Do ‘brain-training’ games make you a better pilot?

The Association for Psychological Science recently published a massive 200-page research report on brain training programs, seeing if fun cognitive tasks or games can enhance performance on other tasks. Peer-reviewed, respected authors, fully-referenced. It covered all the valid studies that have examined this question, a huge research database.

And the results?

Based on this examination, we find extensive evidence that brain-training interventions improve performance on the trained tasks, less evidence that such interventions improve performance on closely related tasks, and little evidence that training enhances performance on distantly related tasks or that training improves everyday cognitive performance.

So no, they don’t!

Pretty much all brain games make you better at, is brain games.

If you want to be a better pilot, maybe play a flying game? There is some evidence that fast-moving video games help eye-hand coordination and spacial reasoning. Ultimately we know this is true as we train in flight simulators. But luminosity or whatever isn’t go to help.

Practicing a cognitive task consistently improves performance on that task and closely related tasks, but the available evidence that such training generalizes to other tasks or to real-world performance is not compelling.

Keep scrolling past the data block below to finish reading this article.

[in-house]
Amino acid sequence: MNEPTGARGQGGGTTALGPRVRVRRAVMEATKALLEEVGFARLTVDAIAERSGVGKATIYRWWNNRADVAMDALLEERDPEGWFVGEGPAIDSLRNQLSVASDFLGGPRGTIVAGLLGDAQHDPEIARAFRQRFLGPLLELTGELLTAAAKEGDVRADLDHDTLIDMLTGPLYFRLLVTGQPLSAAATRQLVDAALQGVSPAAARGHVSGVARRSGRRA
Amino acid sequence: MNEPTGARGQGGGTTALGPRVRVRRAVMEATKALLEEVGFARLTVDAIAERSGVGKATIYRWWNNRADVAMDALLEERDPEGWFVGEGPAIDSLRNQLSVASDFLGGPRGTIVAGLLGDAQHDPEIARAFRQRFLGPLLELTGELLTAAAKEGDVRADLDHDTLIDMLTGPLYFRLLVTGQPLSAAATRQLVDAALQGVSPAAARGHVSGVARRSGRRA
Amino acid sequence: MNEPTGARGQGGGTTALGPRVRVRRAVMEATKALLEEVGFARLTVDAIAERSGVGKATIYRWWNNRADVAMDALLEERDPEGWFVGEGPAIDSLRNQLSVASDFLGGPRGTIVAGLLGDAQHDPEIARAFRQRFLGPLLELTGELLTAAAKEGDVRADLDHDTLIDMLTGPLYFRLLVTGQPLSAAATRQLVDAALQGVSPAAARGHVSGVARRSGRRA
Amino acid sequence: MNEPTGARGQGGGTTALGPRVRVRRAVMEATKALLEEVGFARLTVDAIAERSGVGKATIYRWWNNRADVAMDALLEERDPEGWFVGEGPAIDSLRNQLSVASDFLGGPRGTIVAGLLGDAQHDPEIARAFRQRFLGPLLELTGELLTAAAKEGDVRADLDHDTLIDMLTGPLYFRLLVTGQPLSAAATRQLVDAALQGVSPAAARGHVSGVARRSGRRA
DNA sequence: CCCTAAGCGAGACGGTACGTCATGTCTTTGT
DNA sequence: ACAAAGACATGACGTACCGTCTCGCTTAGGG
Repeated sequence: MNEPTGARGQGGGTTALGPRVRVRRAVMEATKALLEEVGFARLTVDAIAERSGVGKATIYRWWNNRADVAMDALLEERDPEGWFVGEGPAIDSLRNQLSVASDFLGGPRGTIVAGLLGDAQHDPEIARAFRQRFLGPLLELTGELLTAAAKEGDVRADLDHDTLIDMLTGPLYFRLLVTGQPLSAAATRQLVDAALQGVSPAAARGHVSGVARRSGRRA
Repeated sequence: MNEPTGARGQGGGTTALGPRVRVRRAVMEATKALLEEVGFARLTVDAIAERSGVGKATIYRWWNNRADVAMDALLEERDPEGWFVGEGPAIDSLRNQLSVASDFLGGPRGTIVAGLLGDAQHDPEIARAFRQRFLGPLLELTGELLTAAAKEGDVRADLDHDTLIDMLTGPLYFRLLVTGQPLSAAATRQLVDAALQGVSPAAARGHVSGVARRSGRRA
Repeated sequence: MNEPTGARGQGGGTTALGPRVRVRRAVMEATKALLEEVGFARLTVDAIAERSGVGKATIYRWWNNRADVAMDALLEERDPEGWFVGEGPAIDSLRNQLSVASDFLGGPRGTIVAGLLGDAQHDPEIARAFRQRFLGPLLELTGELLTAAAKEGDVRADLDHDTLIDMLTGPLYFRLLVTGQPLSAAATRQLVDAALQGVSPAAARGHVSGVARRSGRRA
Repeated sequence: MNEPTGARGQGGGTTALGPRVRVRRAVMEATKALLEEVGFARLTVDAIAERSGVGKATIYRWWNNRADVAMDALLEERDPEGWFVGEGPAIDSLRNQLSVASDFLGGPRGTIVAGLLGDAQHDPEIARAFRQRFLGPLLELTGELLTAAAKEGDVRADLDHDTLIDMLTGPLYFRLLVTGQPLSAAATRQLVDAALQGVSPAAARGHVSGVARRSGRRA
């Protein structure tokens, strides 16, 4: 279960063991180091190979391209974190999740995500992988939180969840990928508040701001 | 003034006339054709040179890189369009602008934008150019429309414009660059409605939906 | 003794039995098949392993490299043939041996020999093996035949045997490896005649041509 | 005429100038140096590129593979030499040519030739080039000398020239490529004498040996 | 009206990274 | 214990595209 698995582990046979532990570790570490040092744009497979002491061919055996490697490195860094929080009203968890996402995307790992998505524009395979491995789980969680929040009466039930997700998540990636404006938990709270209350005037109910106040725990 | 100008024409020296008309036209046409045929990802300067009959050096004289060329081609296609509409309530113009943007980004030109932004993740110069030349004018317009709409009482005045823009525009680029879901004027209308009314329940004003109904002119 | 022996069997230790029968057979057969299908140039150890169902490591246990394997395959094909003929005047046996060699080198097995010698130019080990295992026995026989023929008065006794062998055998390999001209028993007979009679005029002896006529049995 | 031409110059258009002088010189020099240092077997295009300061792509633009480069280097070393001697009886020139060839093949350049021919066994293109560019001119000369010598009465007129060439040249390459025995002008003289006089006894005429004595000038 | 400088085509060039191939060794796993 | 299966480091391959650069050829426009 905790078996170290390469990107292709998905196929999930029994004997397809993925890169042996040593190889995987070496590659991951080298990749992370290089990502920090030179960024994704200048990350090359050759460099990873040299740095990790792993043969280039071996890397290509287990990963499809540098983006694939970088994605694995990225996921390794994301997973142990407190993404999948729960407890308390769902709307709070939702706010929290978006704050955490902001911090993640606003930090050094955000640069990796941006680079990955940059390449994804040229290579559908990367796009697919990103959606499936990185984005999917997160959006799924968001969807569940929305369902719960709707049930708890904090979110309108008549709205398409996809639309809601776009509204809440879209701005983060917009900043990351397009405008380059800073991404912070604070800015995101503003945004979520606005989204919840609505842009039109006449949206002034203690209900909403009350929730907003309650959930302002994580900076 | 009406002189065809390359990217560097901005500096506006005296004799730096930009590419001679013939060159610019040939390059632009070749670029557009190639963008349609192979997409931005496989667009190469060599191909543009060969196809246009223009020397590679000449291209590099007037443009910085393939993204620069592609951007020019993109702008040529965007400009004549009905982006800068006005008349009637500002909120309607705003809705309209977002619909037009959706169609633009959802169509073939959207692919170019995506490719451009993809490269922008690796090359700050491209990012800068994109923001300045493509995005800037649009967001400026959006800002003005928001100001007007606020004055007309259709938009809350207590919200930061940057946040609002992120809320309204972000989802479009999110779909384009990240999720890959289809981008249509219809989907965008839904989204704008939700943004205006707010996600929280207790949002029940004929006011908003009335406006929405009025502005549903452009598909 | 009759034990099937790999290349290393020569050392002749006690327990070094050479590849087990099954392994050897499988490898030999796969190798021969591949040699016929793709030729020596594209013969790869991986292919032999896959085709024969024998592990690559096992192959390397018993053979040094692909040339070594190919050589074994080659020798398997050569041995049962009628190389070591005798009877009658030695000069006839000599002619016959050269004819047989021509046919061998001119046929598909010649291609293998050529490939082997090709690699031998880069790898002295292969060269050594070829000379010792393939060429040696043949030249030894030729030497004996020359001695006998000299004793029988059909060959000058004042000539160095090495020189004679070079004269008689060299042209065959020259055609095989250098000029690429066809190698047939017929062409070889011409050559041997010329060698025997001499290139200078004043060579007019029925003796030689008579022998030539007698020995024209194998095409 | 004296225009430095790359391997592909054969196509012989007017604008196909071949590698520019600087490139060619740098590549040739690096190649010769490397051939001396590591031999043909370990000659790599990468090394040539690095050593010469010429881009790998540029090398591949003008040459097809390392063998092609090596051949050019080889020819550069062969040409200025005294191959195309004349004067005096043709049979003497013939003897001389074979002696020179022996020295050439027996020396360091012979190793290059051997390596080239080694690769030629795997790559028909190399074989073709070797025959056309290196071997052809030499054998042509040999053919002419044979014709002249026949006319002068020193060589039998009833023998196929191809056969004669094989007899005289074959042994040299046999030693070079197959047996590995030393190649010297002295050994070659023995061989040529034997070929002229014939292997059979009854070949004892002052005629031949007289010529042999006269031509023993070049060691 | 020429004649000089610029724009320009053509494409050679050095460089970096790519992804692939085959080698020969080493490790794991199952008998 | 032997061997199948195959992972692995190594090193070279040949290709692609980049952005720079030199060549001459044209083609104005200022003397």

There was good news in the literature review. Non-cognitive interventions show promise. Stuff like aerobic exercise, meditation training, and even pharmaceutical use. However, as the report points out,

Each technique requires an intentional, active effort on the part of the learner that is likely viewed as less enjoyable than playing a video game.

So I’m deleting luminosity and other brain games from my phone. Will still play Angry Birds, but not fooling myself it’s making me a brainiac.

 

Reference: Simons, D. J., Boot, W. R., Charness, N., Gathercole, S. E., Chabris, C. F., Hambrick, D. Z. and Stine-Morrow, E. A. L. (2016). Do “Brain-Training” Programs Work? Psychological Science in the Public Interest, Volume 17(3), pages 103–186. Full HTML and PDF http://journals.sagepub.com/stoken/rbtfl/hK6Y5zBI1Rv.M/full

 

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